Marrakesh has arguably the best selection of restaurants in Morocco; as a group they serve equal parts Moroccan and international cuisine. Restaurant dining, however, is a relatively new phenomenon for Moroccans, who see eating out as somewhat of a shame on the household. The younger generation has embraced the trendy cafés and restaurants of Guéliz and Hivernage, but as for the older generation,
even the wealthiest Marrakshis would prefer to invite friends over to sample home cooking than to go out for the evening. To get an idea (albeit a rather expensive one) of traditional yet sumptuous Moroccan entertaining, treat yourself to an evening at one of Marrakesh’s popular riad gastronomique restaurants in the medina.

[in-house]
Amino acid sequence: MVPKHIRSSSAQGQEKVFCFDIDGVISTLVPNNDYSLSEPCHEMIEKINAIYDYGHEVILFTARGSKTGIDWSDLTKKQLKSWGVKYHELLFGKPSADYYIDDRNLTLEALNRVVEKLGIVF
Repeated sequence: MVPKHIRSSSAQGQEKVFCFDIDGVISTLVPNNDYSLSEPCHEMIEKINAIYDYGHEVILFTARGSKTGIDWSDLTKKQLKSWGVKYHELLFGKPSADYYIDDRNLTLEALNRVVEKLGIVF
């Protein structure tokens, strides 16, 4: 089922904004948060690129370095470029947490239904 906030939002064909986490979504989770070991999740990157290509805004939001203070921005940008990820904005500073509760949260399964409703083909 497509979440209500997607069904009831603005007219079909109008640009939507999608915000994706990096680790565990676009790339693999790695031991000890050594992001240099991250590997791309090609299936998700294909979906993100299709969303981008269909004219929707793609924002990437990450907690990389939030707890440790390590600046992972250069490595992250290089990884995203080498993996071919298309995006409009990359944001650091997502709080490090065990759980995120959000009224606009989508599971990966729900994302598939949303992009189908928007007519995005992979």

You can also eat well at inexpensive sidewalk cafés in both the medina and Guéliz. Here, don't miss out on a famous local dish called tanjia, made popular by workers who slow-cook lamb or beef in an earthenware pot left in hot ashes for the whole day.
Most restaurants in Marrakesh tend to fall into two categories. They're either fashionable, flashy affairs, mostly in Guéliz and the outlying areas of Marrakesh, which serve à la carte European and Moroccan cuisine, or they're more traditional places, often tucked inconspicuously into riads and old palaces in the medina. Both types can be fairly pricey, and, to avoid disappointment, are best booked in advance. They also tend to open quite late, usually not before 7:30 in Guéliz and 8 in the medina, although most people don't sit down to eat until 9 or 9:30. In recent years a third dining category, the dinner-cabaret, has become a popular format, attracting tourists, expats, and well-heeled Moroccans for their entertainment value, if not necessarily for their cuisine.
There's no set system for tipping. Your check will indicate that service has been included in the charge; if not, tip 10% or 15% for excellent service.